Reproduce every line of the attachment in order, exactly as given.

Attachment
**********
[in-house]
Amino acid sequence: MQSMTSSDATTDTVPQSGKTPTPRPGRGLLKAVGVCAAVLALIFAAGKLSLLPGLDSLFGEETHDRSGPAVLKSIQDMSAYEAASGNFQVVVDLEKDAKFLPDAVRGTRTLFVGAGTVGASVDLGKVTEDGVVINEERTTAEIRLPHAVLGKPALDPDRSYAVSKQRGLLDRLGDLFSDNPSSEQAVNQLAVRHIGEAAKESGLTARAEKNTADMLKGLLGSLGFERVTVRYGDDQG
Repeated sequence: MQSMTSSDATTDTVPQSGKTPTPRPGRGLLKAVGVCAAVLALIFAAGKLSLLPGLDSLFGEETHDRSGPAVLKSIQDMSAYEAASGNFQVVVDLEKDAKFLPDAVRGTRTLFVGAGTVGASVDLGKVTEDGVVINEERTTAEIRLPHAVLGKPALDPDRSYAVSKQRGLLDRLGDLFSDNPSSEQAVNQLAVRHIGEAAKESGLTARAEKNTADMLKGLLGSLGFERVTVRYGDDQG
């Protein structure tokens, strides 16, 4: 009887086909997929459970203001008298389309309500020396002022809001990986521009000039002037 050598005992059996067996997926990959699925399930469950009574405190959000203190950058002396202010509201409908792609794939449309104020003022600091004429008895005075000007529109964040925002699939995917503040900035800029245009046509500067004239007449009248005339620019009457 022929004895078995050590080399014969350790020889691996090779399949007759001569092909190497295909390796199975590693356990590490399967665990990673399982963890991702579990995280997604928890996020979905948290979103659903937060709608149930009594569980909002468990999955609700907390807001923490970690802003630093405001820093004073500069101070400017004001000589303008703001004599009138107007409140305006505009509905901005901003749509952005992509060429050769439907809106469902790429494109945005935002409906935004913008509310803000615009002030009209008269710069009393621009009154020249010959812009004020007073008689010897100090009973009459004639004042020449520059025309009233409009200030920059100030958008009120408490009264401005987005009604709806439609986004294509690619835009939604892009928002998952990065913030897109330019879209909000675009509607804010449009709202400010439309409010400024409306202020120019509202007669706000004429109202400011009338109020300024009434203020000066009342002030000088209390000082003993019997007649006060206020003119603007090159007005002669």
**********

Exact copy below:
[in-house]
Amino acid sequence: MQSMTSSDATTDTVPQSGKTPTPRPGRGLLKAVGVCAAVLALIFAAGKLSLLPGLDSLFGEETHDRSGPAVLKSIQDMSAYEAASGNFQVVVDLEKDAKFLPDAVRGTRTLFVGAGTVGASVDLGKVTEDGVVINEERTTAEIRLPHAVLGKPALDPDRSYAVSKQRGLLDRLGDLFSDNPSSEQAVNQLAVRHIGEAAKESGLTARAEKNTADMLKGLLGSLGFERVTVRYGDDQG
Repeated sequence: MQSMTSSDATTDTVPQSGKTPTPRPGRGLLKAVGVCAAVLALIFAAGKLSLLPGLDSLFGEETHDRSGPAVLKSIQDMSAYEAASGNFQVVVDLEKDAKFLPDAVRGTRTLFVGAGTVGASVDLGKVTEDGVVINEERTTAEIRLPHAVLGKPALDPDRSYAVSKQRGLLDRLGDLFSDNPSSEQAVNQLAVRHIGEAAKESGLTARAEKNTADMLKGLLGSLGFERVTVRYGDDQG
């Protein structure tokens, strides 16, 4: 009887086909997929459970203001008298389309309500020396002022809001990986521009000039002037 050598005992059996067996997926990959699925399930469950009574405190959000203190950058002396202010509201409908792609794939449309104020003022600091004429008895005075000007529109964040925002699939995917503040900035800029245009046509500067004239007449009248005339620019009457 022929004895078995050590080399014969350790020889691996090779399949007759001569092909190497295909390796199975590693356990590490399967665990990673399982963890991702579990995280997604928890996020979905948290979103659903937060709608149930009594569980909002468990999955609700907390807001923490970690802003630093405001820093004073500069101070400017004001000589303008703001004599009138107007409140305006505009509905901005901003749509952005992509060429050769439907809106469902790429494109945005935002409906935004913008509310803000615009002030009209008269710069009393621009009154020249010959812009004020007073008689010897100090009973009459004639004042020449520059025309009233409009200030920059100030958008009120408490009264401005987005009604709806439609986004294509690619835009939604892009928002998952990065913030897109330019879209909000675009509607804010449009709202400010439309409010400024409306202020120019509202007669706000004429109202400011009338109020300024009434203020000066009342002030000088209390000082003993019997007649006060206020003119603007090159007005002669």